Asthma is a lung condition where inflammation in your airways makes the muscles around your airways go into spasm. This cuts the air getting into your lungs, causing symptoms of shortness of breath, wheezing, chest tightness and cough.
Is asthma dangerous?
Most asthma symptoms can be controlled. But if you have a severe asthma attack, it’s important to seek medical help quickly, as occasionally asthma can be life-threatening. Getting treatment early is crucial to prevent this. Symptoms to worry about include:
- Being too breathless to finish a whole sentence (or to speak at all).
- No relief of symptoms from taking your ‘reliever’ inhaler.
- Breathlessness with a very fast heartbeat.
I always expect a surge of patients experiencing flare-ups of asthma and COPD in autumn and winter, when viral infections causing coughs and colds can affect the airways, reducing the amount of oxygen the lungs can pass on to the bloodstream and the body’s vital organs. Any form of exercise increases the body’s need for oxygen, making symptoms worse. That’s why when pollution levels are high, The goverment advises anyone with lung or heart problems to avoid unnecessary exercise and to carry their ‘reliever’ inhaler with them.
Hay fever sufferers are also more prone to asthma, and high pollen counts, causing severe hay fever symptoms, can make asthma worse too. Most hay fever sufferers are allergic to grass pollen, making their peak time for symptoms May to July. Others are more affected by tree pollen and suffer most from March to May.
In children, asthma is usually caused by allergy. Young people with asthma often have other ‘allergic’ conditions like hay fever or eczema in the family.
When asthma starts in adulthood, allergy is less likely. The most common triggers include:
- Cigarette smoke (including passive smoking).
- Catching a cold.
- Irritation of the airways from perfumes or chemicals (including home cleaning products).
- Occasionally, chemicals or dust at work.
Is it something in the air?
Air pollution is all too common a problem nowadays, especially in large cities. The consequences of this are a high risk of breathing problems, especially for those with lung problems such as asthma, chronic obstructive pulmonary disease (COPD), the elderly and those with heart problems.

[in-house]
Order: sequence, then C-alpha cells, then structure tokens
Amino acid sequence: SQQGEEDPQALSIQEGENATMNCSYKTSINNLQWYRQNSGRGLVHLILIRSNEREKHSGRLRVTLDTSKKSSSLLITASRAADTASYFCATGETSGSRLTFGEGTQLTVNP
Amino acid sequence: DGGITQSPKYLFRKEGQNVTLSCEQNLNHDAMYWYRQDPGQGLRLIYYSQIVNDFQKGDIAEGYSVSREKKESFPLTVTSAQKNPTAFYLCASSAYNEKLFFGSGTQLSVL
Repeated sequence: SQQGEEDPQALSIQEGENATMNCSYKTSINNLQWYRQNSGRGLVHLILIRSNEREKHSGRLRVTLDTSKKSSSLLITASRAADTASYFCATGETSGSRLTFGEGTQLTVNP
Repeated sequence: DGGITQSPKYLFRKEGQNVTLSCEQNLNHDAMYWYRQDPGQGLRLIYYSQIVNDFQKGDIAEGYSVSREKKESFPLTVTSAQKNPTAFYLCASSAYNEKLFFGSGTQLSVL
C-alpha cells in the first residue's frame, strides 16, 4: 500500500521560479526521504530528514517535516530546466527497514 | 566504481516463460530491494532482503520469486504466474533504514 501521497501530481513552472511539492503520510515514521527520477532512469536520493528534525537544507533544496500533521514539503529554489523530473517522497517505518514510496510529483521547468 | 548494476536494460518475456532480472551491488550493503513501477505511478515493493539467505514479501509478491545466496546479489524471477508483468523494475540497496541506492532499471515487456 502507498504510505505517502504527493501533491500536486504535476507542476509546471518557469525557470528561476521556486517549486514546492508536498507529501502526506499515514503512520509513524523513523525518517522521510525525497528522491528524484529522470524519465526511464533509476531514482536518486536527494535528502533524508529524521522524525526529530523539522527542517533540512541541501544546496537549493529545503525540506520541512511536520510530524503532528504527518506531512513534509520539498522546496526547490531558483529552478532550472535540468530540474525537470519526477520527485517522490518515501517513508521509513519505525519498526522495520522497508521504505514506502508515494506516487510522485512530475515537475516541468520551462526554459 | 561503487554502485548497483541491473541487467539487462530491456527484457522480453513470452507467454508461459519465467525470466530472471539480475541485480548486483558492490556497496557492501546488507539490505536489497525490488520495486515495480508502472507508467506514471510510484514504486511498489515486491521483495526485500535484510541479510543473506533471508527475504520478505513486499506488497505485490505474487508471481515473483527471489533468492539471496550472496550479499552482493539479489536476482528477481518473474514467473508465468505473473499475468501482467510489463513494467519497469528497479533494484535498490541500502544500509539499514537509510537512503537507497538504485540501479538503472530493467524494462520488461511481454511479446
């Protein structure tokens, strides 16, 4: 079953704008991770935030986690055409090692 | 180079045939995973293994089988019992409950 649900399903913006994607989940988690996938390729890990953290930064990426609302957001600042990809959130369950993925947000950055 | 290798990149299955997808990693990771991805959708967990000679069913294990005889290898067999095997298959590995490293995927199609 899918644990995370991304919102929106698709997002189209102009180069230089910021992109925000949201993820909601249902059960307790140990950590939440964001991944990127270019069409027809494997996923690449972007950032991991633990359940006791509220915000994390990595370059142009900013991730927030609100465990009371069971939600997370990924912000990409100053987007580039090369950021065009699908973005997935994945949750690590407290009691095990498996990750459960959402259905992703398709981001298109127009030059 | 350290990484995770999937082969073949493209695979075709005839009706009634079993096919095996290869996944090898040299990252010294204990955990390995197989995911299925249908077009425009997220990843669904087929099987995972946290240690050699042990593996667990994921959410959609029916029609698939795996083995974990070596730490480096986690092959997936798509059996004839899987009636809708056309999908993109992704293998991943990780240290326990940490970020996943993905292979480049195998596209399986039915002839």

Long gone, fortunately, are the days of the old ‘London Smog’, where thousands of people died every year from complications of the blanket of pollution that covered the city. In the UK, we don’t tend to see the same very high levels as the world’s highest-ranking polluted cities, Beijing, New Delhi, Santiago in Chile, and Mexico City. The combination of sulphur dioxide (produced when fossil fuels are burned, and the major culprit in acid rain) and nitrogen dioxide from motor vehicles and generators, is a toxic mix. Cities - like Los Angeles, surrounded on three sides by mountains - find pollutants trapped under a layer of warm air and unable to escape. But low wind speeds noted in the UK seem to be contributing to a similar effect, with pollutants not being blown away.
Early warning symptoms of being affected by this level of pollution include sore, irritated eyes and throat and coughing. Asthma and COPD sufferers in particular may also get short of breath or wheezy, especially if they exercise and particularly outside. Otherwise healthy people are unlikely to come to significant harm, but even they should look out for these symptoms and avoid excessive exercise.
Warm weather may be enticing, but if pollution levels are high there are some people who should enjoy sunny days through the window from the comfort of their own home. There are few occasions where I actively tell people to avoid exercise, but where it might be actively bad for your health, even I will make an exception.
How can I help myself?
- Don't smoke (obviously!) and avoid smoky rooms.
- Avoid sudden changes in temperature.
- If your symptoms are brought on by exercise or allergy to animals, take your reliever. inhaler before you exercise or visit your sister's cat!
- Get a 'flu jab every winter from early October.
- Get a pneumococcal vaccination every 10 years.
- Take regular treatment (tablets and/or eye or nose drops) for hay fever, if you have it - hay fever symptoms can worsen asthma.
It's crucial to have regular checks if you have asthma, to see how you're doing. Your doctor should discuss an 'asthma management plan', with advice on what to do it your symptoms get worse. He may recommend increasing your preventer inhaler when you get a bad cough, for instance. If you have a severe attack of asthma which leaves you too breathless to speak or isn't relieved by your inhaler, you must seek urgent medical help.
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